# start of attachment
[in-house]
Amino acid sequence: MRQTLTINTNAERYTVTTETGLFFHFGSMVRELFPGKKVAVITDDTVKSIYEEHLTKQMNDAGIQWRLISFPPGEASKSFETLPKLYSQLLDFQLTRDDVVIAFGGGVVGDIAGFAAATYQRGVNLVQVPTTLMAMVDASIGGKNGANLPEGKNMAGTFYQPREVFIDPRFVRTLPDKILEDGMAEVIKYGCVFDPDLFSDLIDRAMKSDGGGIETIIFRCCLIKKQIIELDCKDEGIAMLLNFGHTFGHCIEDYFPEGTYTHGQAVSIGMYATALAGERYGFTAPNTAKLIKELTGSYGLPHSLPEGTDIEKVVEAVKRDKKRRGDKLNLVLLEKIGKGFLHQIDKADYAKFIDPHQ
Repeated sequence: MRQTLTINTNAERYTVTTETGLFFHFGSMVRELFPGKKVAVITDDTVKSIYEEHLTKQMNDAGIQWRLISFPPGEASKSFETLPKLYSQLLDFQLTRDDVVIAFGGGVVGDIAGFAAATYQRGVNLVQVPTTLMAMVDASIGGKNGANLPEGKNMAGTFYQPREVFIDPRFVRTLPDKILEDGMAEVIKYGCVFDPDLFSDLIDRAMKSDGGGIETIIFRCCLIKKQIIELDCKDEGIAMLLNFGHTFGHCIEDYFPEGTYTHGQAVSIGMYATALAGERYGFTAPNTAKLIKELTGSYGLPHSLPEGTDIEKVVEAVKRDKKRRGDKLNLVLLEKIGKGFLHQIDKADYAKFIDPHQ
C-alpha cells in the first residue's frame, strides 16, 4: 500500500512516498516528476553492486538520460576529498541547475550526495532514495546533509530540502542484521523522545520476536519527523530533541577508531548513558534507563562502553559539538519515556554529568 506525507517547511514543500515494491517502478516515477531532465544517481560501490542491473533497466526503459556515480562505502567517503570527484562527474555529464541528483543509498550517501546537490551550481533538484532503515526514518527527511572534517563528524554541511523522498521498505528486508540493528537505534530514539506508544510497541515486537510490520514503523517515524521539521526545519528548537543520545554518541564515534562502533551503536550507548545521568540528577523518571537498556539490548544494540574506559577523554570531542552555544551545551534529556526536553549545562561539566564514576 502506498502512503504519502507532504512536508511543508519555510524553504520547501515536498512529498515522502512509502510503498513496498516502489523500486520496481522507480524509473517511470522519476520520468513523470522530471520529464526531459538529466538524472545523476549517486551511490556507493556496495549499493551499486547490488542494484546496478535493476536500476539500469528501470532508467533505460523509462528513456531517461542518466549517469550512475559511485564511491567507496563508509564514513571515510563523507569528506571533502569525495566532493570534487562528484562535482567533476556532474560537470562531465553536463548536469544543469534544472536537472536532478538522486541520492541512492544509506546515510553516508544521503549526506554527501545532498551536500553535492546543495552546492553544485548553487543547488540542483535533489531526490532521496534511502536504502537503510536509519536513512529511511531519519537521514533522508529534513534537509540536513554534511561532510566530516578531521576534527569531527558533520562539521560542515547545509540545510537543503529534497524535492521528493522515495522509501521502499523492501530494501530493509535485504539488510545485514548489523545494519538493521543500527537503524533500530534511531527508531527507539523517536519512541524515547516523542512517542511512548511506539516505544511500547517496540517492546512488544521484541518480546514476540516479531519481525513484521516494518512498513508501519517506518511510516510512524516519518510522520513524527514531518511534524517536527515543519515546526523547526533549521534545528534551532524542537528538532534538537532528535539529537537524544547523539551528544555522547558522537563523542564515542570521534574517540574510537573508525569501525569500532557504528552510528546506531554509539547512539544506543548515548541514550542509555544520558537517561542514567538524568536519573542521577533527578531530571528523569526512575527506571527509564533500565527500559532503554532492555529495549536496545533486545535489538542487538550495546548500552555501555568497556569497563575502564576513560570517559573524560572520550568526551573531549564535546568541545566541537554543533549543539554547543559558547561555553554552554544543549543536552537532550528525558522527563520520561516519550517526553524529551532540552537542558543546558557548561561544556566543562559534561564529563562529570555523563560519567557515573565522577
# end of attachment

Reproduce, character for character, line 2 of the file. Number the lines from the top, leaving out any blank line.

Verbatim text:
Amino acid sequence: MRQTLTINTNAERYTVTTETGLFFHFGSMVRELFPGKKVAVITDDTVKSIYEEHLTKQMNDAGIQWRLISFPPGEASKSFETLPKLYSQLLDFQLTRDDVVIAFGGGVVGDIAGFAAATYQRGVNLVQVPTTLMAMVDASIGGKNGANLPEGKNMAGTFYQPREVFIDPRFVRTLPDKILEDGMAEVIKYGCVFDPDLFSDLIDRAMKSDGGGIETIIFRCCLIKKQIIELDCKDEGIAMLLNFGHTFGHCIEDYFPEGTYTHGQAVSIGMYATALAGERYGFTAPNTAKLIKELTGSYGLPHSLPEGTDIEKVVEAVKRDKKRRGDKLNLVLLEKIGKGFLHQIDKADYAKFIDPHQ